Because of – as they say – circumstances beyond my control the January meeting of Bagels and Books scheduled for next Tuesday has been cancelled. But don’t despair -all your reading of the classics will not be in vain. You can just keep reading and we’ll talk about classics on Feb 14 – heart shaped cookies promised. We’ll just push the schedule out a month. Hope to see everyone in January – hope that you have enough books to see you through the snowstorm.
We are discussing classics at Bagels and Books on Jan 10 (2:30 in the Trustees Room at the Maynard Library – 77 Nason Street) so here is another look at what we might call a classic courtesy of the New York Public Library.
By “modern classic,” we mean a defining or definitive work of art, published in 1960 or later, that’s a brilliant accomplishment or a near-perfect example of a genre — a standout book that’s important or representative of a particular idea or school of thought. It doesn’t have to be a bestseller, but the title and/or author is likely recognizable to most people who have an interest in books.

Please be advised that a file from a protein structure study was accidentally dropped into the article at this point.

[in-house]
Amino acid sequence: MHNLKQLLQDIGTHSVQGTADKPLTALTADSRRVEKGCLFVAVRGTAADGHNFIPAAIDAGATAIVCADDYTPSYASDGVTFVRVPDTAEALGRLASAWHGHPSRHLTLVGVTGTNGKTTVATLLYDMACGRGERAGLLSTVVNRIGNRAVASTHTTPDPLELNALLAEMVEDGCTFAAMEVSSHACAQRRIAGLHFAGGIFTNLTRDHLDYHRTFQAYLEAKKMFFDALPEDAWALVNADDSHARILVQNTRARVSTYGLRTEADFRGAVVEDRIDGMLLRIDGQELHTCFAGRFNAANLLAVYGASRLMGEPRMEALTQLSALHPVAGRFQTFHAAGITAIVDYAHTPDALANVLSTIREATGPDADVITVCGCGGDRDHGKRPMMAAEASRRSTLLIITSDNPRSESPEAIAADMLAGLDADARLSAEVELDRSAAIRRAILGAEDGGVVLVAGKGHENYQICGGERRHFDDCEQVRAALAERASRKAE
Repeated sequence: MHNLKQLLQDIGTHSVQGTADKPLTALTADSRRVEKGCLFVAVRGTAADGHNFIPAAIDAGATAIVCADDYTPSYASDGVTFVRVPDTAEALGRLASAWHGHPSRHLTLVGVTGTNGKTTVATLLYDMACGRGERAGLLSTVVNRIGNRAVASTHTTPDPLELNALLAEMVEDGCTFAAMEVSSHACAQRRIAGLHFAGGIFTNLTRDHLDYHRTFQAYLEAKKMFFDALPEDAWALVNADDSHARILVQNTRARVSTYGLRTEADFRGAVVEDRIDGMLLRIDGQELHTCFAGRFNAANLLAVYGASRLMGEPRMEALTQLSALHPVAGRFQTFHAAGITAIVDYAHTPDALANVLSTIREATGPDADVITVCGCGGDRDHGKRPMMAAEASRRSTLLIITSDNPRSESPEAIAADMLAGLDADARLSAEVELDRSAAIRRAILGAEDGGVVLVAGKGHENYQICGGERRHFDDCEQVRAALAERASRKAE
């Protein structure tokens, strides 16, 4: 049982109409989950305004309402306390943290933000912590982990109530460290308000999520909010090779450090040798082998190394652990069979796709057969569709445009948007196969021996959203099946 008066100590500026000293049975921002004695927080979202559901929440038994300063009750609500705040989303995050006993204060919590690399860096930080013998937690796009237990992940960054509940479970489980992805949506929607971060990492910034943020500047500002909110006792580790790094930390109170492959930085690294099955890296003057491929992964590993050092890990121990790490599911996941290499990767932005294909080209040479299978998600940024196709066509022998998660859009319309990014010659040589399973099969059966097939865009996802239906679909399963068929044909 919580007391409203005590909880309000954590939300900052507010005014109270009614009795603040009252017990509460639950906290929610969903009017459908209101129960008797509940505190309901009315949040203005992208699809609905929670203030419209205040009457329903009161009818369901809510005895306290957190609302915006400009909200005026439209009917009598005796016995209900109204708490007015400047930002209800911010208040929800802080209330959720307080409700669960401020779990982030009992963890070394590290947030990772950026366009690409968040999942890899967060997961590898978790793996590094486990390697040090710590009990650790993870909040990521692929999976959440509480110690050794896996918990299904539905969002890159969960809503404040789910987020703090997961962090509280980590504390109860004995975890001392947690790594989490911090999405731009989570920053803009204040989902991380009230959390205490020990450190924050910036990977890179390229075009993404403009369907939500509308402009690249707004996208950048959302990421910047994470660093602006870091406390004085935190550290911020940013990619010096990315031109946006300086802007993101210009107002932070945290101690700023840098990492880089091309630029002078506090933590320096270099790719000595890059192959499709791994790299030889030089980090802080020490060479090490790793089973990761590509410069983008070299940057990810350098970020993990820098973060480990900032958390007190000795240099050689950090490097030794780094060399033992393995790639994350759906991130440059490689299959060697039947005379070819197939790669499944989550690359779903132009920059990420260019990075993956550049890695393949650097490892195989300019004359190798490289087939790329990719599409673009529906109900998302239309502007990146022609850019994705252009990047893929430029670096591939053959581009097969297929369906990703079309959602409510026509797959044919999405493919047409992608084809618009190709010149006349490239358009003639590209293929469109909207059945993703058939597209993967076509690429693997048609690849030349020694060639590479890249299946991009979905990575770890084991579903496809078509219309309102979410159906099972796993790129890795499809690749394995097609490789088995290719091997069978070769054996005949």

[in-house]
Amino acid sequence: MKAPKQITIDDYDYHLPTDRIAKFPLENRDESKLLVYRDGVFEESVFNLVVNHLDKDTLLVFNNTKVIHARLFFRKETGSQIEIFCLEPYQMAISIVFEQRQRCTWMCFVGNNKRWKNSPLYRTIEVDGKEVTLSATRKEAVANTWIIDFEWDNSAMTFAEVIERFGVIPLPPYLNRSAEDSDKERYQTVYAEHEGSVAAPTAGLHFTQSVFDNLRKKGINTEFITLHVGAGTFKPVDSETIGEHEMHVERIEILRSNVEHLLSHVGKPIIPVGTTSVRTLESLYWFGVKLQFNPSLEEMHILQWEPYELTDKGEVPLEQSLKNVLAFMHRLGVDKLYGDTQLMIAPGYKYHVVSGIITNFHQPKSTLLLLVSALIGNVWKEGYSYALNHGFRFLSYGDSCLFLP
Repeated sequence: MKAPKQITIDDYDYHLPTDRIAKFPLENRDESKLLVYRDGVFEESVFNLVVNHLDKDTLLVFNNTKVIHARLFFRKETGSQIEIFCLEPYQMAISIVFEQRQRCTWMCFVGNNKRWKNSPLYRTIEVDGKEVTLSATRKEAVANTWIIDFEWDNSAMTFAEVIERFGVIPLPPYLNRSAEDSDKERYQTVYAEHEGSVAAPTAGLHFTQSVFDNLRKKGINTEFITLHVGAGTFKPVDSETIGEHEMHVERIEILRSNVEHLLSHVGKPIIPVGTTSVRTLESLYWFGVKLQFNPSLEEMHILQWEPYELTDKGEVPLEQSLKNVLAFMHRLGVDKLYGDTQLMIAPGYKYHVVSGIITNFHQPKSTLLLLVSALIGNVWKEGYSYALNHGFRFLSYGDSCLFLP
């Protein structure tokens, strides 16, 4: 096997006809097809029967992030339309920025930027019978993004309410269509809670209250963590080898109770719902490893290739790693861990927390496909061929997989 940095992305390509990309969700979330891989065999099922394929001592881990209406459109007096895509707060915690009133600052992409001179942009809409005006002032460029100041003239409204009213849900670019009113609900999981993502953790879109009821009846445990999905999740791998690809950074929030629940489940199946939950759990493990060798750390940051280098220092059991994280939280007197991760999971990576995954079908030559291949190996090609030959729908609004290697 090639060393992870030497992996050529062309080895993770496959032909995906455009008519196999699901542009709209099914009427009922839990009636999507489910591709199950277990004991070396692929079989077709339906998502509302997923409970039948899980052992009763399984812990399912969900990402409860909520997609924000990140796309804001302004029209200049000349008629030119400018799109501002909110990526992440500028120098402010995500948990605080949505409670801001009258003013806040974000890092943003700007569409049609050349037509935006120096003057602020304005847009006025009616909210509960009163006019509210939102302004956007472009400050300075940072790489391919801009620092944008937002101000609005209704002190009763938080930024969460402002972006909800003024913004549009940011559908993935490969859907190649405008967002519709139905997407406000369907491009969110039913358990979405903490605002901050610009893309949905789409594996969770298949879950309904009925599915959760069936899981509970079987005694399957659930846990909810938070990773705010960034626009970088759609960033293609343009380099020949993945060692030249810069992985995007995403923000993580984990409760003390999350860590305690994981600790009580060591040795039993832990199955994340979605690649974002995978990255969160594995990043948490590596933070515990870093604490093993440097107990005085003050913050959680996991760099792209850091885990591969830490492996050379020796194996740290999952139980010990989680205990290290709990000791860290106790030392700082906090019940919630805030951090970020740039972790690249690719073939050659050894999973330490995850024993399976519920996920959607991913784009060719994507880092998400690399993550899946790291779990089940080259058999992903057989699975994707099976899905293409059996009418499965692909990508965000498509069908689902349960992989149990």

1. The Color Purple by Alice Walker
3. In Cold Blood by Truman Capoteby Truman Capote
4. Tales of the City by Armistead Maupin
5. The Fifth Season by N.K. Jemisin
6. The House on Mango Street by Sandra Cisernos
7. Fight Club by Chuck Palahniuk
8. The Westing Game by Ellen Raskin
9. Oranges Are Not the Only Fruit by Jeanette Winterson
10. The Haunting of Hill House by Shirley Jackson
11. The Things They Carried by Tim O’Brien
12. Americanah by Chimamanda Ngozi Adichie
Turns out you can talk about mysteries for a very long time and still leave without touching on some of your favorites. If you stop by the library, pick up the sheet with some of the sub genres and examples from the desk under the bulletin board – along with information about our meetings in the new year.
So – just as a sample – Lynette had several new titles from well known authors like Louise Penny, Michael Connelly, Daniel Silva, John Grisham, Stephen King, Joseph Finder, Anne Perry and David Balducci along with titles from less well known authors:
Murder as a Fine Art and Ruler of the Night by David Morrell, Coffin Road by Peter May, Missing, Presumed by Susie Steiner, Tell the Truth, Shame the Devil by Melina Marchetta, The Vainishing Year by Kate Moretti, Daisy in Chains by Sharon Bolton, and the Widowmaker by Paul Doiron.